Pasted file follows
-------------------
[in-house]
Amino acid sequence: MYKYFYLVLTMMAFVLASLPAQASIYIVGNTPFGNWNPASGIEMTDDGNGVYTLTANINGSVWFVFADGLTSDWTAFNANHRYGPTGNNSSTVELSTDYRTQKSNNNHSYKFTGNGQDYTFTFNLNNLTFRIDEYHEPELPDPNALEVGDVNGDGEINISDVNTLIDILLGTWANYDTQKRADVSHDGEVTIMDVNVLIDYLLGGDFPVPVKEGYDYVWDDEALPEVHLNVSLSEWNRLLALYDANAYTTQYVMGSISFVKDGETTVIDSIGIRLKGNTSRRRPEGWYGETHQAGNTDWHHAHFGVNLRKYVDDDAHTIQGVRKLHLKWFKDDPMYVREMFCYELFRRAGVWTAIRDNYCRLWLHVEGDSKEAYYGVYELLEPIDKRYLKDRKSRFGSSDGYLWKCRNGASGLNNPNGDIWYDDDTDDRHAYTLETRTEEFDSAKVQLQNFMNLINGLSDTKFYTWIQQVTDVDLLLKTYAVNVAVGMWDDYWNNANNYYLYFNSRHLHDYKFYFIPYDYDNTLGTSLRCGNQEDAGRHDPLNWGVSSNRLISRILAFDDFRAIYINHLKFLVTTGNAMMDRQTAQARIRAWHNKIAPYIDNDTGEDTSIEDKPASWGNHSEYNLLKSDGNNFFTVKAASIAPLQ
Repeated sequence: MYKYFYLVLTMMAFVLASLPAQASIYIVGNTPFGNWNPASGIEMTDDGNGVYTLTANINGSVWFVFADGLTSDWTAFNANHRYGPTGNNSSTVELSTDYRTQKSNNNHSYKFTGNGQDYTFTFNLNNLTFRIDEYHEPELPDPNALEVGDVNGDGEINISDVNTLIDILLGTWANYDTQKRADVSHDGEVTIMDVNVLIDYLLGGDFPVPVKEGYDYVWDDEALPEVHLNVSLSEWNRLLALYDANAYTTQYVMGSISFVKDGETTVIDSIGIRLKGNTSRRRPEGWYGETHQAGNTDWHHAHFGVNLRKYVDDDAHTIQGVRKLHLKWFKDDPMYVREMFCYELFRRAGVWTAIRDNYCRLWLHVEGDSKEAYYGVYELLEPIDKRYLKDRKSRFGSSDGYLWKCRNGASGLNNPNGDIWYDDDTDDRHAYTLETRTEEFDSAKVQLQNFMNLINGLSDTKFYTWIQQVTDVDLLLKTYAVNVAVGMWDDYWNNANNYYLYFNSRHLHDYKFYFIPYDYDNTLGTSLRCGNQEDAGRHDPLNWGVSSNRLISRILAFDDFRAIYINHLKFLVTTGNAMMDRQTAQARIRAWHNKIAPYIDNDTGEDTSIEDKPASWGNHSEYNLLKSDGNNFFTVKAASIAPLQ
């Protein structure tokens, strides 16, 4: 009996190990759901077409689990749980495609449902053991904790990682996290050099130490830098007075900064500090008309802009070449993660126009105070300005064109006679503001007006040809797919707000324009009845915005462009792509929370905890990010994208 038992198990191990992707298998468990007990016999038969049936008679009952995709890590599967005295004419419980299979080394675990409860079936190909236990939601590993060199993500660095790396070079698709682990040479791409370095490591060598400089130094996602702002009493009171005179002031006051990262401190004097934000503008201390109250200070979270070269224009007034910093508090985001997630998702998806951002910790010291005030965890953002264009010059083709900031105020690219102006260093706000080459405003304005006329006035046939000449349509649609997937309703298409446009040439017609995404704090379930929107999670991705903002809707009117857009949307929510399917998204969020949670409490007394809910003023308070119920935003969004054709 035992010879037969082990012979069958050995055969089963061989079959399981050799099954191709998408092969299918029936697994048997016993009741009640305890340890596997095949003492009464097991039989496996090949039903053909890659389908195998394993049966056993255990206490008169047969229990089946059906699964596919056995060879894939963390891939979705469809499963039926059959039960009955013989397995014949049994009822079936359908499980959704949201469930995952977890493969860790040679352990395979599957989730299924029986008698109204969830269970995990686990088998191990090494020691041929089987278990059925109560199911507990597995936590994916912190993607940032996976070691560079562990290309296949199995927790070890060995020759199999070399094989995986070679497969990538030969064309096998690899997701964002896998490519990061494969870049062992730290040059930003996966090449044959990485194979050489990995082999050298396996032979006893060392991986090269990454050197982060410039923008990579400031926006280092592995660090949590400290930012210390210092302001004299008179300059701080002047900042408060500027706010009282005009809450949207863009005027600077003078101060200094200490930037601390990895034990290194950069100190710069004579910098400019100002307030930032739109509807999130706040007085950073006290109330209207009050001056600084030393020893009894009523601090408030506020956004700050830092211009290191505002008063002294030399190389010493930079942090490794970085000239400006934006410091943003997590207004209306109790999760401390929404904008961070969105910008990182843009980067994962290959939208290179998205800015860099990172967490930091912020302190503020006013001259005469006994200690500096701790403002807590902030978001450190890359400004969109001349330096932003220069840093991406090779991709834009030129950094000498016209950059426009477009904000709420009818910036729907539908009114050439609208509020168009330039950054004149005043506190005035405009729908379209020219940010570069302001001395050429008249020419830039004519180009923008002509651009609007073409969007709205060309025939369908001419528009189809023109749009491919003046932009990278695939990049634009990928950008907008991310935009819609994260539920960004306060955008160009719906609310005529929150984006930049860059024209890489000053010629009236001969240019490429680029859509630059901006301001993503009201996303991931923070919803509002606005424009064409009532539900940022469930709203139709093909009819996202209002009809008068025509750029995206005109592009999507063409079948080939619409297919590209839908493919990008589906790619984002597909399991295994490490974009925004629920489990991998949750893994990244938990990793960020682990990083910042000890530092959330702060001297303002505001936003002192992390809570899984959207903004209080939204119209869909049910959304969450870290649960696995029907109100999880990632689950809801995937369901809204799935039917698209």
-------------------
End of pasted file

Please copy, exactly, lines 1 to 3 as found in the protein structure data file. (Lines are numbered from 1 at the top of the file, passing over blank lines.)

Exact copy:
[in-house]
Amino acid sequence: MYKYFYLVLTMMAFVLASLPAQASIYIVGNTPFGNWNPASGIEMTDDGNGVYTLTANINGSVWFVFADGLTSDWTAFNANHRYGPTGNNSSTVELSTDYRTQKSNNNHSYKFTGNGQDYTFTFNLNNLTFRIDEYHEPELPDPNALEVGDVNGDGEINISDVNTLIDILLGTWANYDTQKRADVSHDGEVTIMDVNVLIDYLLGGDFPVPVKEGYDYVWDDEALPEVHLNVSLSEWNRLLALYDANAYTTQYVMGSISFVKDGETTVIDSIGIRLKGNTSRRRPEGWYGETHQAGNTDWHHAHFGVNLRKYVDDDAHTIQGVRKLHLKWFKDDPMYVREMFCYELFRRAGVWTAIRDNYCRLWLHVEGDSKEAYYGVYELLEPIDKRYLKDRKSRFGSSDGYLWKCRNGASGLNNPNGDIWYDDDTDDRHAYTLETRTEEFDSAKVQLQNFMNLINGLSDTKFYTWIQQVTDVDLLLKTYAVNVAVGMWDDYWNNANNYYLYFNSRHLHDYKFYFIPYDYDNTLGTSLRCGNQEDAGRHDPLNWGVSSNRLISRILAFDDFRAIYINHLKFLVTTGNAMMDRQTAQARIRAWHNKIAPYIDNDTGEDTSIEDKPASWGNHSEYNLLKSDGNNFFTVKAASIAPLQ
Repeated sequence: MYKYFYLVLTMMAFVLASLPAQASIYIVGNTPFGNWNPASGIEMTDDGNGVYTLTANINGSVWFVFADGLTSDWTAFNANHRYGPTGNNSSTVELSTDYRTQKSNNNHSYKFTGNGQDYTFTFNLNNLTFRIDEYHEPELPDPNALEVGDVNGDGEINISDVNTLIDILLGTWANYDTQKRADVSHDGEVTIMDVNVLIDYLLGGDFPVPVKEGYDYVWDDEALPEVHLNVSLSEWNRLLALYDANAYTTQYVMGSISFVKDGETTVIDSIGIRLKGNTSRRRPEGWYGETHQAGNTDWHHAHFGVNLRKYVDDDAHTIQGVRKLHLKWFKDDPMYVREMFCYELFRRAGVWTAIRDNYCRLWLHVEGDSKEAYYGVYELLEPIDKRYLKDRKSRFGSSDGYLWKCRNGASGLNNPNGDIWYDDDTDDRHAYTLETRTEEFDSAKVQLQNFMNLINGLSDTKFYTWIQQVTDVDLLLKTYAVNVAVGMWDDYWNNANNYYLYFNSRHLHDYKFYFIPYDYDNTLGTSLRCGNQEDAGRHDPLNWGVSSNRLISRILAFDDFRAIYINHLKFLVTTGNAMMDRQTAQARIRAWHNKIAPYIDNDTGEDTSIEDKPASWGNHSEYNLLKSDGNNFFTVKAASIAPLQ